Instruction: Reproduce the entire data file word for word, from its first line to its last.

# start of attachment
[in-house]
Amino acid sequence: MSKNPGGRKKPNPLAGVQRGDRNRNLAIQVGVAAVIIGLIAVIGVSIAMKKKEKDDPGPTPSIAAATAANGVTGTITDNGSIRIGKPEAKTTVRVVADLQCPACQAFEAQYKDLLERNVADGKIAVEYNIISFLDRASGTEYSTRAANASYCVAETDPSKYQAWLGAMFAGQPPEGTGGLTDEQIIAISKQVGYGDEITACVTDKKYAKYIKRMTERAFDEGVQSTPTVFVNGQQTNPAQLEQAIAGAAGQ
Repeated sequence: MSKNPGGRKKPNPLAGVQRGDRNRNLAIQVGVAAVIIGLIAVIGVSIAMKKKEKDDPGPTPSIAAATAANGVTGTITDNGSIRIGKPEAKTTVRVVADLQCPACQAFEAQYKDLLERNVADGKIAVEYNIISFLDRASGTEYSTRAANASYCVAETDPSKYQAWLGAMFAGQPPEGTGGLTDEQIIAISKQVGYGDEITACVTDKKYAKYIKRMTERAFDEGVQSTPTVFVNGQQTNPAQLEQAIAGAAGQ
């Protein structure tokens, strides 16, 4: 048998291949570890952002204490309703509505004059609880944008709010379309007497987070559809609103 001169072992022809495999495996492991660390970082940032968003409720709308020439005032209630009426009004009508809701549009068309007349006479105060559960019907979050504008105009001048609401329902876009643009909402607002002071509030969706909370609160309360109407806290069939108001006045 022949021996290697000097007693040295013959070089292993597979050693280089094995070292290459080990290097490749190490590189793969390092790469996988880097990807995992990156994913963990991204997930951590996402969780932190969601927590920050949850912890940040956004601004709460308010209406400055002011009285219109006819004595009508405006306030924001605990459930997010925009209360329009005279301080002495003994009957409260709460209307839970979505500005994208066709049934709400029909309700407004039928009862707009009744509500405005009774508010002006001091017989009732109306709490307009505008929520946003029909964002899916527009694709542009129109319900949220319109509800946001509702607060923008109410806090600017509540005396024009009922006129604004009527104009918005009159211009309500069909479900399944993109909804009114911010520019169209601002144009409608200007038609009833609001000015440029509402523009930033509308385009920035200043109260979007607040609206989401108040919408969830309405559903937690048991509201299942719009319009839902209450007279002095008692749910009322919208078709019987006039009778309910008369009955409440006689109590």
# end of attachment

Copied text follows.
[in-house]
Amino acid sequence: MSKNPGGRKKPNPLAGVQRGDRNRNLAIQVGVAAVIIGLIAVIGVSIAMKKKEKDDPGPTPSIAAATAANGVTGTITDNGSIRIGKPEAKTTVRVVADLQCPACQAFEAQYKDLLERNVADGKIAVEYNIISFLDRASGTEYSTRAANASYCVAETDPSKYQAWLGAMFAGQPPEGTGGLTDEQIIAISKQVGYGDEITACVTDKKYAKYIKRMTERAFDEGVQSTPTVFVNGQQTNPAQLEQAIAGAAGQ
Repeated sequence: MSKNPGGRKKPNPLAGVQRGDRNRNLAIQVGVAAVIIGLIAVIGVSIAMKKKEKDDPGPTPSIAAATAANGVTGTITDNGSIRIGKPEAKTTVRVVADLQCPACQAFEAQYKDLLERNVADGKIAVEYNIISFLDRASGTEYSTRAANASYCVAETDPSKYQAWLGAMFAGQPPEGTGGLTDEQIIAISKQVGYGDEITACVTDKKYAKYIKRMTERAFDEGVQSTPTVFVNGQQTNPAQLEQAIAGAAGQ
């Protein structure tokens, strides 16, 4: 048998291949570890952002204490309703509505004059609880944008709010379309007497987070559809609103 001169072992022809495999495996492991660390970082940032968003409720709308020439005032209630009426009004009508809701549009068309007349006479105060559960019907979050504008105009001048609401329902876009643009909402607002002071509030969706909370609160309360109407806290069939108001006045 022949021996290697000097007693040295013959070089292993597979050693280089094995070292290459080990290097490749190490590189793969390092790469996988880097990807995992990156994913963990991204997930951590996402969780932190969601927590920050949850912890940040956004601004709460308010209406400055002011009285219109006819004595009508405006306030924001605990459930997010925009209360329009005279301080002495003994009957409260709460209307839970979505500005994208066709049934709400029909309700407004039928009862707009009744509500405005009774508010002006001091017989009732109306709490307009505008929520946003029909964002899916527009694709542009129109319900949220319109509800946001509702607060923008109410806090600017509540005396024009009922006129604004009527104009918005009159211009309500069909479900399944993109909804009114911010520019169209601002144009409608200007038609009833609001000015440029509402523009930033509308385009920035200043109260979007607040609206989401108040919408969830309405559903937690048991509201299942719009319009839902209450007279002095008692749910009322919208078709019987006039009778309910008369009955409440006689109590």